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Why a technophilic Luddite would choose to write a blog
I call myself a technophilic Luddite because I like technology, I make heavy use of technology, and I'm dependent on technology. (I'm hearing-impaired and wear a cochlear implant.) But I also have a healthy aversion to unbridled use of technology.
For many years, I resisted the pull of the Web. I much preferred (and still prefer) the interactivity of netnews groups. Sure, I used AltaVista and then Google to find information, but I stuck with Lynx as my primary browser (and still do). My own website consisted solely of a single offensively rude page (which I've archived at Aahz's old home page). Eventually, though, I got tired of people asking the same things over and over again, so I revamped my website to include some useful information: http://rule6.info/
I'm a tech support person by personal inclination and by training. In fact, although I've been programming for more than twenty-five years, I didn't call myself a programmer until I started using Python. These days, I think of myself as more of a writer (I'm currently working on Effective Python for Addison Wesley -- drop me a line if you're interested in reviewing it), but I still approach things from a tech support mindset.
What this means is that I occasionally have the urge to record something in more coherent form than what I can do with a netnews post, but requiring less effort than a full-blown magazine article or book. And having it on the Web in a central repository means that other people can find my writings.
A large part of what I love about Python is that it encourages a focus on the craft of programming. In addition to the language itself, the Python community focuses on programming practices that encourage craftmanship.
I'll probably write more about this later, but I consider programming a craft because programming requires creative use of science and engineering to produce artful and useful products. It's not a coincidence that the top tier of programmers are often referred to as architects. When the time came to get my own domain, I picked pythoncraft.com as emblematic of the goals I set for myself.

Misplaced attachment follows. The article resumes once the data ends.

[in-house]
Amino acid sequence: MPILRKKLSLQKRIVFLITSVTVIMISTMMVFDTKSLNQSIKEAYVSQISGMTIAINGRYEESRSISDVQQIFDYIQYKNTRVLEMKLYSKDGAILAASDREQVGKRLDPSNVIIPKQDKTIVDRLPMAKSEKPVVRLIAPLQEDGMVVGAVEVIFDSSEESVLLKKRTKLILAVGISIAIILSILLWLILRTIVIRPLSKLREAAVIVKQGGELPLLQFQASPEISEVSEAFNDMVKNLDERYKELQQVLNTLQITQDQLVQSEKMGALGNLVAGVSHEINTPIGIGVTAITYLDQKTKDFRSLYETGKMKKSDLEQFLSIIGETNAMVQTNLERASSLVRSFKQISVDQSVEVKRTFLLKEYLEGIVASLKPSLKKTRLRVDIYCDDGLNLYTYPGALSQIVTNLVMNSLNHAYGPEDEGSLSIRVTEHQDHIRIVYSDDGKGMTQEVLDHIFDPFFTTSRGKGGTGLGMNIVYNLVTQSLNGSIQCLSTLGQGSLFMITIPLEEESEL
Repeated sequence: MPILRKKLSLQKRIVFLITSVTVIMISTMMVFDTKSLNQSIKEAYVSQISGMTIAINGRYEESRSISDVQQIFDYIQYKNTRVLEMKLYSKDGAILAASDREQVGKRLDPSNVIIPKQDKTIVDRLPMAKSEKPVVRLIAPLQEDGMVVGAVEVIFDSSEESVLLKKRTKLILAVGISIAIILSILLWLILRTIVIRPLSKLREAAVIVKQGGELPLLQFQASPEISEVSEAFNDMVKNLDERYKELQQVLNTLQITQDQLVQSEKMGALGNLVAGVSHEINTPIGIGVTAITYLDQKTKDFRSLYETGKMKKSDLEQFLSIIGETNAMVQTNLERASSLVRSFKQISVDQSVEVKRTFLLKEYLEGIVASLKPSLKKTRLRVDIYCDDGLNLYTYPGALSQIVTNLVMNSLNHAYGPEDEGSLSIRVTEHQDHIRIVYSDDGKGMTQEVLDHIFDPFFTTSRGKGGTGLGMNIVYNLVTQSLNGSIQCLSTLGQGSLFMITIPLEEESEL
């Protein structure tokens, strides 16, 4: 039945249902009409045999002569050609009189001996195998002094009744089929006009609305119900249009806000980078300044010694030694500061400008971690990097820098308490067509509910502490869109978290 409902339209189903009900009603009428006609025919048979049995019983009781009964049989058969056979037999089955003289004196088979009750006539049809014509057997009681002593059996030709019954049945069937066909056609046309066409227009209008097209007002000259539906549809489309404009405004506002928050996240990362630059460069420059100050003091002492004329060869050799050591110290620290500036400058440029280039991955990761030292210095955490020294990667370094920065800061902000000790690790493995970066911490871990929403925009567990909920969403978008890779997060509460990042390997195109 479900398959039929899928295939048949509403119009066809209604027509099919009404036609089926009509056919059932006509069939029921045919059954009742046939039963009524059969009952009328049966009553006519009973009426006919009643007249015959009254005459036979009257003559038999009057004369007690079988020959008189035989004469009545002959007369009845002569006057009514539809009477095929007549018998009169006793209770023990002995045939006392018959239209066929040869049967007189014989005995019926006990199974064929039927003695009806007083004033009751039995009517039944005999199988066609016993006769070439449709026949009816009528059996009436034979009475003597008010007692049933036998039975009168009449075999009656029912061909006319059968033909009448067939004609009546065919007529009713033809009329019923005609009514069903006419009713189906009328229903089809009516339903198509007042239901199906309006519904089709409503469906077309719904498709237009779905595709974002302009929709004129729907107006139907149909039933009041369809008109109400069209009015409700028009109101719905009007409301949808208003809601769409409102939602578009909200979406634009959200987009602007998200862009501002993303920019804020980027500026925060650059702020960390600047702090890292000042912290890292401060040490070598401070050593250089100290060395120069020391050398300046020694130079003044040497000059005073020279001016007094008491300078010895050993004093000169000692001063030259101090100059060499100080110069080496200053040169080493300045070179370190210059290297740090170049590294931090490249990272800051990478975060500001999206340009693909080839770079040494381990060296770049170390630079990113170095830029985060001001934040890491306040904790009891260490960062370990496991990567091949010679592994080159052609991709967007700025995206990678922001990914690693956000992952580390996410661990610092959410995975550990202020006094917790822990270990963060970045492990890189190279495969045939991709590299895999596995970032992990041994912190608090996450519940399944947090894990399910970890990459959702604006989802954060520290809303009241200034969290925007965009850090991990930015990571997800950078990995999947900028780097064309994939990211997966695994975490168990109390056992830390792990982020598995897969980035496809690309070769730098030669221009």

The Python programming language was named after Monty Python, the British comedy show. While I'm a fan of the show (I can sing the Lumberjack song with the best of 'em), Monty Python just can't match the whimsical humor of Lewis Carroll. More than that, reading and understanding the skewed logic underlying Alice in Wonderland and Through the Looking Glass tends to give a refreshing perspective on programming problems.
While I plan to mostly concentrate on issues having to do with Python, I want to give myself some leeway to rant about other issues that are important to programmers. (Software patents, for example.) Like most of Carroll's characters, I've got a lot of opinions and I'm not shy about sharing them.
General info about cochlear implants:
Advanced Bionics, manufacturers of my cochlear implant:
vi, text editor of champions:
Home page for the Lynx text browser:
Home page for browser accessibility (AnyBrower project):
Web design rant (by my partner, Stef):
Python home page:
Discussion about Python is mirrored between newsgroup and mailing
You can find various versions of Alice in Wonderland and
Through the Looking Glass through Project Gutenberg:
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|Aahz has been using Python since 1999 and is the co-author of Python for Dummies. He helps people on comp.lang.python, and is one of the webmasters for www.python.org. Aahz is currently working as a developer for web applications.|